The atheist group Freedom From Religion Foundation reportedly renewed its demand from Elizabethton, Tennessee officials to remove the 72-year-old crosses displayed on the government property near Lynn Mountain.
Freedom From Religion Foundation (FFRF) Legal Fellow Karen Heineman explained to The Christian Post that their concern is the town's use of taxpayer funds for the maintenance of the crosses. Heineman said they first wrote Elizabethton officials in 2018 after two residents brought up a complaint to them about the crosses.
The two residents said they don't want taxpayer funds to be used for the crosses since it is against the United States Constitution's First Amendment Establishment Clause. The said clause prohibits the government from making any law "respecting an establishment of religion."
"I don't know the facts of the funding and everything, but we did in 2018 look at land surveys to confirm that (the crosses) are on city property, and that certainly has not been argued. Our concern is we have these three Latin crosses, which are...defined as being religiously associated with Christianity. And we suspect at least some city funds are going to maintain them, lighting them up. And that's our concern. We feel the Constitution says otherwise, that that's not OK," Heineman said.
Heineman revealed that city officials acknowledged the letter they sent but did not provide any information on actions that will be undertaken in line with it. FFRF was told that the city attorney will discuss the matter with the city manager before they get back to them shortly. However, FFRF has not heard from them since then, yet they were given ample time to respond. It will be up to the two residents if they wish to file a legal complaint about it.
According to Heineman, a long-standing monument such as those three crosses may take some difficulty to be proven unconstitutional since there are many things to be considered. Plus, there are vague criteria that have not yet been ironed out in court.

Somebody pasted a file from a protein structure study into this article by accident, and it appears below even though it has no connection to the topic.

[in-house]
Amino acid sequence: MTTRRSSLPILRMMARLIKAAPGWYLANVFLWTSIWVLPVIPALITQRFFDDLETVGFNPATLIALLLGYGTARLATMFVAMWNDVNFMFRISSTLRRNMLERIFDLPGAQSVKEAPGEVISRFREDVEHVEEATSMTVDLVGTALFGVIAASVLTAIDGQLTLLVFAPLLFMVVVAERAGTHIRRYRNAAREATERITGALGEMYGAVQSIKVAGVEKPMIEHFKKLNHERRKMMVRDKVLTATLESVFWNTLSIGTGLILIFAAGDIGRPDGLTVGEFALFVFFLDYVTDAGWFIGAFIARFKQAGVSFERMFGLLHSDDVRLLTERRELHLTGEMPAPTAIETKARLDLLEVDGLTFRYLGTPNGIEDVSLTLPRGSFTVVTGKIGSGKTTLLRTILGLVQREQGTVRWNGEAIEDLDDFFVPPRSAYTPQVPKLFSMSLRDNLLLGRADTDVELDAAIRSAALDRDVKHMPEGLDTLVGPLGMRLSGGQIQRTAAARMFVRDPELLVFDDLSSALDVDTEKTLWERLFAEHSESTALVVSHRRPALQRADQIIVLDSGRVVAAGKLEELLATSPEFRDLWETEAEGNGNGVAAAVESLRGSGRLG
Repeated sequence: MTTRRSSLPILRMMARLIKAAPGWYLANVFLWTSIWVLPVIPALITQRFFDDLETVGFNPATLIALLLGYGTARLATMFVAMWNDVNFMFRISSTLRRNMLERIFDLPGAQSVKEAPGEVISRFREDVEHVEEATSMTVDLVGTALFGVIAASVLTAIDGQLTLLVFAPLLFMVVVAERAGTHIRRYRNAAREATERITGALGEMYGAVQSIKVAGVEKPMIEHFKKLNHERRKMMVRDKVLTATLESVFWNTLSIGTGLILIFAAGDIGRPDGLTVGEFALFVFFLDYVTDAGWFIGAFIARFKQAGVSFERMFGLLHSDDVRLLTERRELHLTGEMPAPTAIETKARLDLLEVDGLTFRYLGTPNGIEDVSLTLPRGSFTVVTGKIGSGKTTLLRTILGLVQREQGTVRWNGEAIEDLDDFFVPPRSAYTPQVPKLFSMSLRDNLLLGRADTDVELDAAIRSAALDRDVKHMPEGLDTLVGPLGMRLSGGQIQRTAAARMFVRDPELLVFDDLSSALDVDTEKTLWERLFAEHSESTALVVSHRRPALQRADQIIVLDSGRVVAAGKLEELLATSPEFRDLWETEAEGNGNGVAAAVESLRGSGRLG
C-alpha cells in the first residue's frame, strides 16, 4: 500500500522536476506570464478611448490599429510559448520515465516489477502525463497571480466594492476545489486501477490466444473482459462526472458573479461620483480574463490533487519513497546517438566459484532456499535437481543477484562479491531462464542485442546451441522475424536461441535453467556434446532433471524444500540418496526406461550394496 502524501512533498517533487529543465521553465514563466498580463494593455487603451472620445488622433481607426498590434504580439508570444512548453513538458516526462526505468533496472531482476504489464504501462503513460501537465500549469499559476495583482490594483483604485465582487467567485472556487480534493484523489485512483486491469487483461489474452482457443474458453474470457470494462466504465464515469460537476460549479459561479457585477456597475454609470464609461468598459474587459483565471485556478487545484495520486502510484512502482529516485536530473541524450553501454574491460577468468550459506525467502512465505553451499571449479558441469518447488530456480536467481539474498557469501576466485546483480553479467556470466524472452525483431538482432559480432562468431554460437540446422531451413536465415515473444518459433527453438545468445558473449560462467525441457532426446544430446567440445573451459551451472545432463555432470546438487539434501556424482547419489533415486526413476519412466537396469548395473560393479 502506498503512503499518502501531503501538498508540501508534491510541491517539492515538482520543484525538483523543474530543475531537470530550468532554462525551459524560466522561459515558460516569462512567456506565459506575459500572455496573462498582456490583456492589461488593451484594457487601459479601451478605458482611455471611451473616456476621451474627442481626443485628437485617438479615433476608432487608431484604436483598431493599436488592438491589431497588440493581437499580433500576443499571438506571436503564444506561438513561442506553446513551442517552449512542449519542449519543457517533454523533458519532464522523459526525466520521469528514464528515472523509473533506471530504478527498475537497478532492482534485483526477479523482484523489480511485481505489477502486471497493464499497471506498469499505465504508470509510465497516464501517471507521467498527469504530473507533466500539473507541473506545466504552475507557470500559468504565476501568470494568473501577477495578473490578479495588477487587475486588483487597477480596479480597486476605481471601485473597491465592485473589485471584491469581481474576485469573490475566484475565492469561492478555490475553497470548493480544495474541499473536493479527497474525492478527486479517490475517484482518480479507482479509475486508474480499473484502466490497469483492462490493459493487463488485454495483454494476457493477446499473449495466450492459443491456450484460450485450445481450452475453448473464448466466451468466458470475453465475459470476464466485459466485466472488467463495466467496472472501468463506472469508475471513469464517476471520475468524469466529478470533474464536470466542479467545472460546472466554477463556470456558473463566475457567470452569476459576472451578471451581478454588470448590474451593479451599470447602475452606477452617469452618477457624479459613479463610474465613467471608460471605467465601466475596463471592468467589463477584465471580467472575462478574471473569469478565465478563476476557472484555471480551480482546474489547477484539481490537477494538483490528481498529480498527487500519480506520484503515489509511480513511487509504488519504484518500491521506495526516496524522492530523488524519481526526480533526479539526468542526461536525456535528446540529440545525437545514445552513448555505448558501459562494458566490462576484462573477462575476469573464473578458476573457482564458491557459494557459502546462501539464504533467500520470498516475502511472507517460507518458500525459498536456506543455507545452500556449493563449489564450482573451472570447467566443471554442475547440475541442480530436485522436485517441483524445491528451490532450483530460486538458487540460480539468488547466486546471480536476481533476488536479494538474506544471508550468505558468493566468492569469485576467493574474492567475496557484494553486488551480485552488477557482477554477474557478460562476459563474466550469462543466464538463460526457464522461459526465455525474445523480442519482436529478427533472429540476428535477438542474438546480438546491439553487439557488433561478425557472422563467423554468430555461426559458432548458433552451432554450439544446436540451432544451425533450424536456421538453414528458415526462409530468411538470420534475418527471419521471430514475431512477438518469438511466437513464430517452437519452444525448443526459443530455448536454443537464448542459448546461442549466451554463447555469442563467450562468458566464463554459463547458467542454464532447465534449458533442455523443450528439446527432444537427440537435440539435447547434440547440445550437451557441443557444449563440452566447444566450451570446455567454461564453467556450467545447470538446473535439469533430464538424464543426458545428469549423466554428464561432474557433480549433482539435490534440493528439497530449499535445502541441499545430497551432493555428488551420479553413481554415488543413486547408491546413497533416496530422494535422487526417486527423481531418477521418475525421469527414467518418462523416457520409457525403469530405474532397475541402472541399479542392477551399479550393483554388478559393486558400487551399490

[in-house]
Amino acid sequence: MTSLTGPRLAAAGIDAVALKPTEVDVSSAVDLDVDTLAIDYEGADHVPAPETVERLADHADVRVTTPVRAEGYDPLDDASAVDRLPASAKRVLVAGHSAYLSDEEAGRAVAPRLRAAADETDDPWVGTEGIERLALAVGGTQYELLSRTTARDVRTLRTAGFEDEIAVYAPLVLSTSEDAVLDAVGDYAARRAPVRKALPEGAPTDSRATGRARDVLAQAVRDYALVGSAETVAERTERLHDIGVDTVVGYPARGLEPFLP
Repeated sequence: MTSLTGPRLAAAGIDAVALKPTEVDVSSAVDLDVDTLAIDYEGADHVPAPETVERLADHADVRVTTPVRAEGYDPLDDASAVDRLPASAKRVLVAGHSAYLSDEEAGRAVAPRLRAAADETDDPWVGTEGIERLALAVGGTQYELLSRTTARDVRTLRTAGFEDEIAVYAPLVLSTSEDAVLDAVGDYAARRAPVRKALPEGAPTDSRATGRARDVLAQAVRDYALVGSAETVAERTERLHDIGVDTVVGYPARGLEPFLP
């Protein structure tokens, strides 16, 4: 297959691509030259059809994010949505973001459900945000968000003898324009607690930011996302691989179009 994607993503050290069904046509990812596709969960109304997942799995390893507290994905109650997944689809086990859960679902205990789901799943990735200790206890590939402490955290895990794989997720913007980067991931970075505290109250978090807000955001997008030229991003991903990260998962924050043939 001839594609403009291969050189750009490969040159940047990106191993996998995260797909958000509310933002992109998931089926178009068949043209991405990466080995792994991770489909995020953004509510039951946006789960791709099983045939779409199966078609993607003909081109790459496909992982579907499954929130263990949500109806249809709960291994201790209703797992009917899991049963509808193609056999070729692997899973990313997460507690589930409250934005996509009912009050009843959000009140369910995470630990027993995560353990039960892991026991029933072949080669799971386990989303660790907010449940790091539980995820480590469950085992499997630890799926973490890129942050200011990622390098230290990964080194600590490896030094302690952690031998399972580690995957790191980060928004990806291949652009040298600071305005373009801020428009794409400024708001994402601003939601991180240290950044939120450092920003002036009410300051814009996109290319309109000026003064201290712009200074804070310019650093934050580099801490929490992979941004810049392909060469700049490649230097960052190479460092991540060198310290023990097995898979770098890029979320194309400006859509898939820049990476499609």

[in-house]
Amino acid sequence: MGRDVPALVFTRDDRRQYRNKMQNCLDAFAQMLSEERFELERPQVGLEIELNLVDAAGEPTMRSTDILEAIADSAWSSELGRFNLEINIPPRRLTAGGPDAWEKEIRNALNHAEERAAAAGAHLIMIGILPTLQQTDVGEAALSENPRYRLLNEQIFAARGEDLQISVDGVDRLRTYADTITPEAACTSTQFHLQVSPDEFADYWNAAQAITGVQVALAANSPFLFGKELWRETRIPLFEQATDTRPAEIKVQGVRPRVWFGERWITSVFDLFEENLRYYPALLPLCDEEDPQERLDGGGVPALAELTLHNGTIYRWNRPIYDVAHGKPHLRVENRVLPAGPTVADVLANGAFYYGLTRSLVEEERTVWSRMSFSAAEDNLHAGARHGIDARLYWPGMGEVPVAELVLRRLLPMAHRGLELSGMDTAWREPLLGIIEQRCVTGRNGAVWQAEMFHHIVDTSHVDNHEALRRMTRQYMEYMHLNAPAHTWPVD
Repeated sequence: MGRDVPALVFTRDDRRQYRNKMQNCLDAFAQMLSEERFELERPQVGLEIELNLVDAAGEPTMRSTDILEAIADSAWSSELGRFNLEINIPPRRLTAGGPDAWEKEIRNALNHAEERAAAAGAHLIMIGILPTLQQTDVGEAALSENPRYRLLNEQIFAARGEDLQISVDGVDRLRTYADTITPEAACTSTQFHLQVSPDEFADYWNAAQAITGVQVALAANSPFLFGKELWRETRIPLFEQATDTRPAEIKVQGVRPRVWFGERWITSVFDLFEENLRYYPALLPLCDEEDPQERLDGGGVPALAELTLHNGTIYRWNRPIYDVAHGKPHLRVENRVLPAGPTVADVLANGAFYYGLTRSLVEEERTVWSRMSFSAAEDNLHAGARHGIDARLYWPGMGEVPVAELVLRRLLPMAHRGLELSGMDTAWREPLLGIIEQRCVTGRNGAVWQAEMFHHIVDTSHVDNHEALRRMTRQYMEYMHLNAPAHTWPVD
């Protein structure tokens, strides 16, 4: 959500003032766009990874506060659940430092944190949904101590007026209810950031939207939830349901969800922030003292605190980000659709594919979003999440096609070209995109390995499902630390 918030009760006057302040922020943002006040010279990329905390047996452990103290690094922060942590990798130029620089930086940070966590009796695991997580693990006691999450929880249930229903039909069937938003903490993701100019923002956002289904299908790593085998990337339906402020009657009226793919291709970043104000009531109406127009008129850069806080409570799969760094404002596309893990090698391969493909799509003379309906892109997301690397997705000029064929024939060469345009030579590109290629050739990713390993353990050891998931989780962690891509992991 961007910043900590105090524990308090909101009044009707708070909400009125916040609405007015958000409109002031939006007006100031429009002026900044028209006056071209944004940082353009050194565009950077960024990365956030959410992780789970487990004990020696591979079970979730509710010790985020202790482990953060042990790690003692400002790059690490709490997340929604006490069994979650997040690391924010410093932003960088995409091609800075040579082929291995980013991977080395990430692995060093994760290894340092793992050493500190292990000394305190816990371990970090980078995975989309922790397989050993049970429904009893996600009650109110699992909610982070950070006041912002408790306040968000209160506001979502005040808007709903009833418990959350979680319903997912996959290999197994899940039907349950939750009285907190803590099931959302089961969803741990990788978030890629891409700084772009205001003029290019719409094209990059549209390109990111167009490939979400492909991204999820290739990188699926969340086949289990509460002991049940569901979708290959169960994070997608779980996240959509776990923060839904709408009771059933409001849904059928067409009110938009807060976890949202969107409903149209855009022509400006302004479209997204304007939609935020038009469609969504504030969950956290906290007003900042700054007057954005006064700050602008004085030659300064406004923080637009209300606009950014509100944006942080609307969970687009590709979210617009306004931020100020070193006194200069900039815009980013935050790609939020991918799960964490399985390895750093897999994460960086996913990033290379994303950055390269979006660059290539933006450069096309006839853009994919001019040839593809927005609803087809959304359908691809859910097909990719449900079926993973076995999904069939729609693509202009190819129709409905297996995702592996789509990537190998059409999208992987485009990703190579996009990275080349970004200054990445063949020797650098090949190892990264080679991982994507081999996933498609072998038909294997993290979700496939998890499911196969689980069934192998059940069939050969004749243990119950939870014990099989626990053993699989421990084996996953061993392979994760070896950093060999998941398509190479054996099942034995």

"When something that may have a religious expressive symbolism monument has been long-standing, there are these four considerations to look at, and that includes: so much time has passed, can we really determine what the government's purpose was? Some of these monuments, even though there might have been a religious purpose initially, have attained other secular messages or purposes. Over time, that is not just a religious monument anymore," Heineman raised.
"Also, the fact that you have a monument that is long-standing, and that's a little bit concerning because the Supreme Court has not defined what 'long-standing' means. Removing these monuments could be seen to be anti-religious. So you're kind of in a position there, where, you know, maybe putting this up was pro-religion. But now taking it down is anti-religion," she added.
Heineman disclosed that the crosses have a strange history since it was put up in the 1950s by a couple of boys during Easter Sunday as part of a Sunday school church's exercise. She pointed out that the decision to put them up was not the city's in the first place.
Yet the city decided to maintain them over the years, such that it is lighted up at night. The expenses the city pays for the electricity to do so, as well as, the creation of an access road for the crosses is their biggest concern. She stressed that the complainants do not want taxpayer funds to be used for a Christian symbol on the city's property.
Nevertheless, Heineman clarified that they have no issue with crosses being put up on private property, which is what the Constitution protects. She emphasized that religious beliefs should be personal and private.
But, Heineman raised, that a city could not label itself as a Christian city since the Constitution states separation of the church from the state. She underscored that freedom of religion can only happen if the government is free from religion. She said there is a need to be careful if one lets the government decide on religious matters, which means you are allowing government officials to come to church and make decisions there.
Multiple protests were held in Elizabethton when news of FFRF's possible legal action on the crosses surfaced. One church in the city even erected a cross on their property to signify solidarity with those displayed in Lynn Mountain.
Meanwhile, Liberty Counsel Senior Counsel Roger Byron contradicted FFRF on the issue of the crosses' constitutionality. Byron said it is constitutional for religious symbols to be on public property as per prior United States Supreme Court decisions. He cited the 2019 American Legion v. American Humanist Association case. The case involved a 40-foot tall cross built on the public property of Bladensburg, Maryland to honor World War I veterans. The other case is the FFRF et al v. County of Lehigh, which involved the use of a cross in the county's official seal.
Byron pointed out that if a county seal can use a cross and that an established monument can be ruled as constitutional by the court, the three crosses in Elizabethton are also constitutional. He stressed that it would be difficult to prove it otherwise.